Two or three day rhythm… tradition or Steiner cannon? Well Steiner mentions this progressive rhythm only once that I have found and it is counter to the way some schools do it and some gurus recommend. Steiner mentions in his lecture “Teaching the Upper Grades,” that science lessons can be done with a two day rhythm. Using these indications though can be helpful when working in a home setting for younger children as well. During this rhythm, you do want to make sure you can engage the three parts – head, heart, hands – or at least this can be your goal as this is education for the *whole* child. Some Waldorf teachers prefer a three day rhythm in the classroom, but we are at home. You should use what works for you – not what is going on in the school or what someone else does, or even from a published curriculum. We try to leave ours open ended enough to allow Mom to work her magic with it, this is one reason we are on moms so much about planning and inner work… it helps so much in ordering your day and finding what resonates with your family.
Why the difference in tradition and Steiner? Well my guess is a few things are at play…in a classroom they have a schedule to keep that is far different from ours at home, this means that both home and school can both look very Steiner but also very different. At home I like the 2 day rhythm for the early grades, it can be really easy I have found to do 2 two-day cycles leaving one day for field trips, library visits, etc. during the week. Some moms have found a three day one works for them. As they get older, even by third grade, this rhythm begins to change and even though we have continued to write a two day rhythm in our curriculum, I have always encouraged moms to do what feels right. During our last two years homeschooling, I really paid attention to how different rhythms felt with our large family, I tried to see how my daughter through 3rd and 4th grade and my sons 5th-8th grades were able to focus during different rhythms – I found some weeks were very much a 2 day progression, while others, in blocks like mapping and local history in 4th grade, lent themselves to different rhythms, while still keeping head, heart and hands as our focus.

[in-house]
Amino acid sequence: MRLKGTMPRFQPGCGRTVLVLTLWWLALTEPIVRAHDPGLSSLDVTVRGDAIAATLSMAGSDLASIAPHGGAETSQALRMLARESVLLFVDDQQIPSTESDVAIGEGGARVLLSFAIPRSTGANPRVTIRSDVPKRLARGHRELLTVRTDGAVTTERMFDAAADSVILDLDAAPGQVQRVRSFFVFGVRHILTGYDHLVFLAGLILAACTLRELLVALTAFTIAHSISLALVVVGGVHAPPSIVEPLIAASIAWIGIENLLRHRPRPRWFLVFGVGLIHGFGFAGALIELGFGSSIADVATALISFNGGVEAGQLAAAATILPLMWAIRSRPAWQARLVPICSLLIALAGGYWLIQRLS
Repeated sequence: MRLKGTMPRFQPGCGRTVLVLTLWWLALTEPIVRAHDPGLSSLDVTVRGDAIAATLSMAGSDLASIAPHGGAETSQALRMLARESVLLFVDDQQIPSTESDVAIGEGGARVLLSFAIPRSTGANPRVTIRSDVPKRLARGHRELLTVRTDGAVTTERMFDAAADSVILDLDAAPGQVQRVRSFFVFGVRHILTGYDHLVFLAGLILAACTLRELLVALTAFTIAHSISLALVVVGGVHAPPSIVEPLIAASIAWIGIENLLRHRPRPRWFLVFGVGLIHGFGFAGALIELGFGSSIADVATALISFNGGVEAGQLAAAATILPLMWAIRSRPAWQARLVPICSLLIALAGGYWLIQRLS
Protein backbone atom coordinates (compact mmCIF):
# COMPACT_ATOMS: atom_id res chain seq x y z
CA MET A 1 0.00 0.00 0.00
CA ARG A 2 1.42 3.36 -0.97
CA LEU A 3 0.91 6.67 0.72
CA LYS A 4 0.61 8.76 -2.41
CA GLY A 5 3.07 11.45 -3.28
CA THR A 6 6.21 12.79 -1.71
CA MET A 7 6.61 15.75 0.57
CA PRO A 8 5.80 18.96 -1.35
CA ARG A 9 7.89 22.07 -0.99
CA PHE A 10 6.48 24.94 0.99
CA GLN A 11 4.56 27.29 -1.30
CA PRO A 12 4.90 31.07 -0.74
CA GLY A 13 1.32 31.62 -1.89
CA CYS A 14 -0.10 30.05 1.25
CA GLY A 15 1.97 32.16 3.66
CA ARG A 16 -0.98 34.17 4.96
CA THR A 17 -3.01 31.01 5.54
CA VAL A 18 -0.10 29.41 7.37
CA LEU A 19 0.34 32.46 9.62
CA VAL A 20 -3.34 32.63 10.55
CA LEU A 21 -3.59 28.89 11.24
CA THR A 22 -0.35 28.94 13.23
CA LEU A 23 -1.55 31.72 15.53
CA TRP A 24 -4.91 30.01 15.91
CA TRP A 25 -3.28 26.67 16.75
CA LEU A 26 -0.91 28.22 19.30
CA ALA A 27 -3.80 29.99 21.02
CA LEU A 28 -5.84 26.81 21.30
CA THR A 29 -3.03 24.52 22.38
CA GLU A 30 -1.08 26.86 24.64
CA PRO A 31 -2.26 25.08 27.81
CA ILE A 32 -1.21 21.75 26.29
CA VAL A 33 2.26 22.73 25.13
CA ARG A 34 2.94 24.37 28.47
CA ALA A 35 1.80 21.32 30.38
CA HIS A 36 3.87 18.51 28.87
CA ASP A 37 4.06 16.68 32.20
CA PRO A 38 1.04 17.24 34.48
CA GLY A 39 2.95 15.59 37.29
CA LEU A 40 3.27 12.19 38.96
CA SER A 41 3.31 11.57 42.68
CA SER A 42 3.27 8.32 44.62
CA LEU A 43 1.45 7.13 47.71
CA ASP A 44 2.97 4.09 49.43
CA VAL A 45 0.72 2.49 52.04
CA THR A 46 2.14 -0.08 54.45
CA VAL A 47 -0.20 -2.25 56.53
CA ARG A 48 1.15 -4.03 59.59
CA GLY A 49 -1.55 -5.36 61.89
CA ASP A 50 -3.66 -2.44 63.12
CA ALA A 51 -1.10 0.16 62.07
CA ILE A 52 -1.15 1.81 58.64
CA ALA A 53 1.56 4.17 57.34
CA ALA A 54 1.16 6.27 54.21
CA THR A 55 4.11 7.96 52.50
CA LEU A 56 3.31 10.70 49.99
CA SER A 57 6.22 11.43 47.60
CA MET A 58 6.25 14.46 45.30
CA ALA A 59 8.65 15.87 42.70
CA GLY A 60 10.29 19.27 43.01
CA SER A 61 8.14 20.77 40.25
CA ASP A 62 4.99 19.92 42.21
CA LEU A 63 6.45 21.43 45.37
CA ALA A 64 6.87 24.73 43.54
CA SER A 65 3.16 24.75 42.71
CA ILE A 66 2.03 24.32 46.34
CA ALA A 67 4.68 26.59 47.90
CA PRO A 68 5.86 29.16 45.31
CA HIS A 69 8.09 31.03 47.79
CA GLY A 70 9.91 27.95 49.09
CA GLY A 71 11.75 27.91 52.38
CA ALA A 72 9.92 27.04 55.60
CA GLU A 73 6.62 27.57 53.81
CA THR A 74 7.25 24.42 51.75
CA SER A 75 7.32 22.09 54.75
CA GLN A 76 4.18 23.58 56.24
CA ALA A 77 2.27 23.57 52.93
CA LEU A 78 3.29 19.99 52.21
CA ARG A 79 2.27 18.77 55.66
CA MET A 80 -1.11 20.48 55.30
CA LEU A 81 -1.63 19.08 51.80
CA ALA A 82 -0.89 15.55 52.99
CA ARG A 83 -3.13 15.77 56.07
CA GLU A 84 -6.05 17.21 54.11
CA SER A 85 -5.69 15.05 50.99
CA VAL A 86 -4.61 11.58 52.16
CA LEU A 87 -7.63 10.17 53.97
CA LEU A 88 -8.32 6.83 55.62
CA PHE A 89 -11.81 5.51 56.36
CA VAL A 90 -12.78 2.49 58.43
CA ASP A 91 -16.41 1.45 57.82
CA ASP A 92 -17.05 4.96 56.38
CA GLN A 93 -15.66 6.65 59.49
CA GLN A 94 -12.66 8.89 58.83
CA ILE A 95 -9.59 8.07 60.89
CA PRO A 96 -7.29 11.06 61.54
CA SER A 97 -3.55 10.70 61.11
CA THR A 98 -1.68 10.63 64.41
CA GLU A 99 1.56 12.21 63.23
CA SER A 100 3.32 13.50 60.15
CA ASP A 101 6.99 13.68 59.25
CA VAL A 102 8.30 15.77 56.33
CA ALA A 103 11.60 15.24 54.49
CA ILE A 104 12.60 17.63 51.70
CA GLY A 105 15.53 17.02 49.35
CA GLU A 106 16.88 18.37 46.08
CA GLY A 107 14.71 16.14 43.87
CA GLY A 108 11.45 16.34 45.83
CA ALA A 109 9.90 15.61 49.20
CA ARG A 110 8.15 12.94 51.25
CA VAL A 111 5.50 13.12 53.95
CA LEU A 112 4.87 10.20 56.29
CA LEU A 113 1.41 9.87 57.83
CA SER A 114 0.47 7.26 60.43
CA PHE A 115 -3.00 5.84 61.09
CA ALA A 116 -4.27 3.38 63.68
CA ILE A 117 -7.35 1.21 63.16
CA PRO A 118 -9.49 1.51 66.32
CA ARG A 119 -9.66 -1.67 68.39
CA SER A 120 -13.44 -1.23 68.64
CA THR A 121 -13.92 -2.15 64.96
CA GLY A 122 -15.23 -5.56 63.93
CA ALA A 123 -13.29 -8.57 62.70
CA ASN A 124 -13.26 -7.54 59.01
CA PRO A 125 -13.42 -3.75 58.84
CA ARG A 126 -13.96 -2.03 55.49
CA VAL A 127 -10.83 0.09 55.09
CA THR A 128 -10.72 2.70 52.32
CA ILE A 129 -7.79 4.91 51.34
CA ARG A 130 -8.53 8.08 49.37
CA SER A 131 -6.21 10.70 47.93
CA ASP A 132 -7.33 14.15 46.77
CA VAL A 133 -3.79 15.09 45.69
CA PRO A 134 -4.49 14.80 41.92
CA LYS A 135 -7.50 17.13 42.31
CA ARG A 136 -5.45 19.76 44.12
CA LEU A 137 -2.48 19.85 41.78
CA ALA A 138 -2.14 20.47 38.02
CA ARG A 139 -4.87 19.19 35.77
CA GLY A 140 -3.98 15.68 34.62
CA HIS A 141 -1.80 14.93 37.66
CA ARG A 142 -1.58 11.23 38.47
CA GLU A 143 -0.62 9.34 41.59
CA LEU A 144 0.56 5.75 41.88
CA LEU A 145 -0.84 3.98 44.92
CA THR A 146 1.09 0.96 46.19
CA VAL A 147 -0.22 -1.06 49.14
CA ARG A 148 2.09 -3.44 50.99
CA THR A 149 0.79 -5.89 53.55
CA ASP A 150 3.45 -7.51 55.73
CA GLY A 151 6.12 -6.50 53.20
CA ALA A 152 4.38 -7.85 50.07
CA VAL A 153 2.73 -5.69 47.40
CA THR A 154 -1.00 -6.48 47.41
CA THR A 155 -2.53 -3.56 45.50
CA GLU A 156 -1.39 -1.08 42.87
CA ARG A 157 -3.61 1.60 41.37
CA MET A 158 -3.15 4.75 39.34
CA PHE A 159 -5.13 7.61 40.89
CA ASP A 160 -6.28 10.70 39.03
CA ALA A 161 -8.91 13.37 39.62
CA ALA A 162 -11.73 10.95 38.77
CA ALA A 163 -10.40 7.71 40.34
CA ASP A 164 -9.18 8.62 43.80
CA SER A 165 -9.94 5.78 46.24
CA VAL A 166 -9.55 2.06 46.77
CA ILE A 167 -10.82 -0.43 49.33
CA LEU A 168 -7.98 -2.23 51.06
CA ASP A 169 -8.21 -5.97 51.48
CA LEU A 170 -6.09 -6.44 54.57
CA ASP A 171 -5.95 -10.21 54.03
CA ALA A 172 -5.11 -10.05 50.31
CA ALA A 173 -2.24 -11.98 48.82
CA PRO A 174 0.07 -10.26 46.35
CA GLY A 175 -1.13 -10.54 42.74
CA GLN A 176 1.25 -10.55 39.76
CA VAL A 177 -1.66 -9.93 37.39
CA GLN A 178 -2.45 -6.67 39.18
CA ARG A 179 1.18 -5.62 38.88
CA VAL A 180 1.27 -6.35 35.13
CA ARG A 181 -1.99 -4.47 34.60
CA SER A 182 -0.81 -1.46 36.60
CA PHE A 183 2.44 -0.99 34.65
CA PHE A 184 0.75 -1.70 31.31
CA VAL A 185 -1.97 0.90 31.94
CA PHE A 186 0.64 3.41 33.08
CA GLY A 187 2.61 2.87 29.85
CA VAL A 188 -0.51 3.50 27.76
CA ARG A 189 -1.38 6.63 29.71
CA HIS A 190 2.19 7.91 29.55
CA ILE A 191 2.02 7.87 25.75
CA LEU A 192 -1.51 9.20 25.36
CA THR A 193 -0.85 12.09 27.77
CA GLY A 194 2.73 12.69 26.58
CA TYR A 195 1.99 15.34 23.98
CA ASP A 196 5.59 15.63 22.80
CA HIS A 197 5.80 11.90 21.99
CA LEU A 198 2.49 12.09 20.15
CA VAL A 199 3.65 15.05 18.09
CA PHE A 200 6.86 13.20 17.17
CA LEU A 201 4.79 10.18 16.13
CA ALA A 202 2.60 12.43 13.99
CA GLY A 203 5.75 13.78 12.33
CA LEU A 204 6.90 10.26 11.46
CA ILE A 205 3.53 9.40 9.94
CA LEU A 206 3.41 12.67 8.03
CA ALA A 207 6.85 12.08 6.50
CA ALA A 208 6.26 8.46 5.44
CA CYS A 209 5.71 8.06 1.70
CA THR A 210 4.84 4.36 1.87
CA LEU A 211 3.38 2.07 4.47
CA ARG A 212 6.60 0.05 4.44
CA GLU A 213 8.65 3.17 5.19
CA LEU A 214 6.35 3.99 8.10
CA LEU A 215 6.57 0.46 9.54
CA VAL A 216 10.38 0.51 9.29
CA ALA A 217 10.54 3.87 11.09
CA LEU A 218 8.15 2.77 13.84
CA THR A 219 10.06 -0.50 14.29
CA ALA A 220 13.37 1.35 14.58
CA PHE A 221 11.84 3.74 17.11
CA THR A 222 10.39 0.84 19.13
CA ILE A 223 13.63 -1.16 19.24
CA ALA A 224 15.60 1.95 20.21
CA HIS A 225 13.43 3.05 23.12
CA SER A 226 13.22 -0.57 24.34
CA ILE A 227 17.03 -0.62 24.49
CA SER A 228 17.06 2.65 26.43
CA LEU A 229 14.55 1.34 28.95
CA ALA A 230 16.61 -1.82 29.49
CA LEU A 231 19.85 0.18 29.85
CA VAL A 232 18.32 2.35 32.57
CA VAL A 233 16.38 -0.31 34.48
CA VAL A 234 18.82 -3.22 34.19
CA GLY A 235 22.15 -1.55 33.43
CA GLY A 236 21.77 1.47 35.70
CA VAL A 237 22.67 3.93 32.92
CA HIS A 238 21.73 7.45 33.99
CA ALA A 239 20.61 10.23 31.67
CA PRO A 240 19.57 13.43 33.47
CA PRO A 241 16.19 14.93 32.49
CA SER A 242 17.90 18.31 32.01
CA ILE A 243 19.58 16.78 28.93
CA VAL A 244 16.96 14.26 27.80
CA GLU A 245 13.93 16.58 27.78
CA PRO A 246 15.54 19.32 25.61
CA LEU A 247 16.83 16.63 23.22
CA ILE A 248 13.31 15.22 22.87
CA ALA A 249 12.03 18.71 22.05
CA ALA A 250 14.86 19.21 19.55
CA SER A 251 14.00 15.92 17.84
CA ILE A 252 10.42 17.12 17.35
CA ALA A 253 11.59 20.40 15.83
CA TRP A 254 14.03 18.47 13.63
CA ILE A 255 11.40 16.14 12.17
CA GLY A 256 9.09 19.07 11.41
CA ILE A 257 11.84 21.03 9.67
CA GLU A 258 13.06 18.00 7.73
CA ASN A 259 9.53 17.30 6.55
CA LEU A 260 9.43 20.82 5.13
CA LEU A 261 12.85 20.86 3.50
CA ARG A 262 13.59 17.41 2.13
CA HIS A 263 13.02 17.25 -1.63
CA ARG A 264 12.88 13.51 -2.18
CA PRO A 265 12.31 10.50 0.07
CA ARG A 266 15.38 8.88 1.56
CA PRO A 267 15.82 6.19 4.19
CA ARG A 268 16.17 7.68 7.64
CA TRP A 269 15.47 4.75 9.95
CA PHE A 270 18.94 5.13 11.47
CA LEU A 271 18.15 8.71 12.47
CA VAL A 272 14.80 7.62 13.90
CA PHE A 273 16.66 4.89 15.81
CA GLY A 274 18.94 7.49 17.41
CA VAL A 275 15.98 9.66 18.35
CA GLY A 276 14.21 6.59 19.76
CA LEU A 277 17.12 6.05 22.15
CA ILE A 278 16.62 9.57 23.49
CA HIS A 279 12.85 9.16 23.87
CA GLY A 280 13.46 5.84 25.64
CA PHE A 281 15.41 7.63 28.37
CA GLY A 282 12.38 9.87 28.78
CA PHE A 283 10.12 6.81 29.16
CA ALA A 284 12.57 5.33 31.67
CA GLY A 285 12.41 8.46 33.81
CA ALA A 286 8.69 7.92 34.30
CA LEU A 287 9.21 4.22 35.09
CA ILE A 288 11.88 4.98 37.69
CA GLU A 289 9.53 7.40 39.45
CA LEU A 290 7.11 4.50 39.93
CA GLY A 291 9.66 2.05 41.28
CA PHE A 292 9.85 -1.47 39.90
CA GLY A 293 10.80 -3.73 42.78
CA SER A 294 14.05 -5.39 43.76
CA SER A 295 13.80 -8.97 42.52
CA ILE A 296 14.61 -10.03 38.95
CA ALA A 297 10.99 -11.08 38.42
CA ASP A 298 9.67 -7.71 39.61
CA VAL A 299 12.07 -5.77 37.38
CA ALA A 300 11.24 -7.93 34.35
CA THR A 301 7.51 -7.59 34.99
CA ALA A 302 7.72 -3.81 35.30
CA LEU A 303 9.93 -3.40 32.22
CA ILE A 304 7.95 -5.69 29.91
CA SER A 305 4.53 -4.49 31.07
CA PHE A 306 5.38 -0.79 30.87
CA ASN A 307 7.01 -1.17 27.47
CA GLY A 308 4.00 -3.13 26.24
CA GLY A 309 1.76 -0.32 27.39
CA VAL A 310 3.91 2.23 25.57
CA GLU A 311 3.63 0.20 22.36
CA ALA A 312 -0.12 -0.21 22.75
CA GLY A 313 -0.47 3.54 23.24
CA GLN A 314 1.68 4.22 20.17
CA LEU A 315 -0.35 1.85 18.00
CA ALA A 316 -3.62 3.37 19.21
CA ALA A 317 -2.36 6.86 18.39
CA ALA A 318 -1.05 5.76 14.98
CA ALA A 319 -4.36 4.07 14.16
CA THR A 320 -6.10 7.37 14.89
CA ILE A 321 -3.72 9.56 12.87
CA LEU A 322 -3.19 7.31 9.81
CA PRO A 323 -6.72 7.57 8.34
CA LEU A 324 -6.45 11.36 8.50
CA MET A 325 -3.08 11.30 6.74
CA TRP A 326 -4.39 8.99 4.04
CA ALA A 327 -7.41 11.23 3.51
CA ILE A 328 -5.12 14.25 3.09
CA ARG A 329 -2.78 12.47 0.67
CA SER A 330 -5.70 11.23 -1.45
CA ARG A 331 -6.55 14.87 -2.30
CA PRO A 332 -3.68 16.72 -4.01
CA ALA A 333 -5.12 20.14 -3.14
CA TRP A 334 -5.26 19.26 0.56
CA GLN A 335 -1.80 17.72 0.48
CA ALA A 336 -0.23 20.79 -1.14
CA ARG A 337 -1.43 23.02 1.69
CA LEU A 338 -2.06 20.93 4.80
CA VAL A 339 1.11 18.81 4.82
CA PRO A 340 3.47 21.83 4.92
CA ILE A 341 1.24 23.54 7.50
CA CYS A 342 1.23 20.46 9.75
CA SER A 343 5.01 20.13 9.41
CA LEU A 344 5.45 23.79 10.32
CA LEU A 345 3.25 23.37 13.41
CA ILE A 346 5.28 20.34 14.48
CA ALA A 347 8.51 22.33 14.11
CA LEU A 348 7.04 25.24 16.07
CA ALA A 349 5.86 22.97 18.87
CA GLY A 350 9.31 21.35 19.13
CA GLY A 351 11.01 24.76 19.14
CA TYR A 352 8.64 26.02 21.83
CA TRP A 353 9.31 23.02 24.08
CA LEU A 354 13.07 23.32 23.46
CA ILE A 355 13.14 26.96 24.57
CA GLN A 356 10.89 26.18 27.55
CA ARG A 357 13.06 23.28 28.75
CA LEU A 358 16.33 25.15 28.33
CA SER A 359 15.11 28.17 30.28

When we become too fixed and immovable, it goes from being tradition to being dogma – further when we base our homes on the school or only on what a teacher has counseled, then we aren’t allowing ourselves to fully enjoy the homeschooling experience.
Other things that have been tradition and could easily become dogma are things like beeswax vs. clay, the recorder as the only blowing instrument and how a Waldorf home should look, etc. Steiner’s Waldorf isn’t many of the things we have come to know it by through the Internet and other resources. To really know what he said we have to read him or find someone we trust who has read him. We have to use resources that follow Steiner if we want his work, it is more than tradition. If this education calls to you then you may have to ask some tough questions and take the time to really understand the legacy of this work in your own family.
As you are planning, are you asking the tough questions? Are you taking the time to learn bit by bit? line upon line? Are you overwhelmed? Let us help you. It takes time. Remember that it isn’t a race. I have been at this for years and I still have weeks – sometimes months – that are not what I want, so I go back to my plans, tweak things and start again. It is the best personal growth I could imagine!
Love and blessings to you all!